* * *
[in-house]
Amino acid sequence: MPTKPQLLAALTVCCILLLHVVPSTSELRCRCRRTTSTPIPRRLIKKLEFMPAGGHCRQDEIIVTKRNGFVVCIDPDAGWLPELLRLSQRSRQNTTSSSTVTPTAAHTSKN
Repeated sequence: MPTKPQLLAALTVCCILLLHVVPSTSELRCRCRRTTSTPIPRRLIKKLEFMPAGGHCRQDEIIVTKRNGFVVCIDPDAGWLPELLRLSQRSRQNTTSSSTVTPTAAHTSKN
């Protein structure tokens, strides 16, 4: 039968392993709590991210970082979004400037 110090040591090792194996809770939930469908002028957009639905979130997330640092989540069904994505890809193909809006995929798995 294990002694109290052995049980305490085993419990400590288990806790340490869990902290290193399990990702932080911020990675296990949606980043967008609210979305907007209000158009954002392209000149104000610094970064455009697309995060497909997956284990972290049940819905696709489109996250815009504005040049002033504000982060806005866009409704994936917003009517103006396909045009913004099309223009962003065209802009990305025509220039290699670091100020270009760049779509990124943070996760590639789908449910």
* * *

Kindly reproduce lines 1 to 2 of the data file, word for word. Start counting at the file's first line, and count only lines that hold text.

[in-house]
Amino acid sequence: MPTKPQLLAALTVCCILLLHVVPSTSELRCRCRRTTSTPIPRRLIKKLEFMPAGGHCRQDEIIVTKRNGFVVCIDPDAGWLPELLRLSQRSRQNTTSSSTVTPTAAHTSKN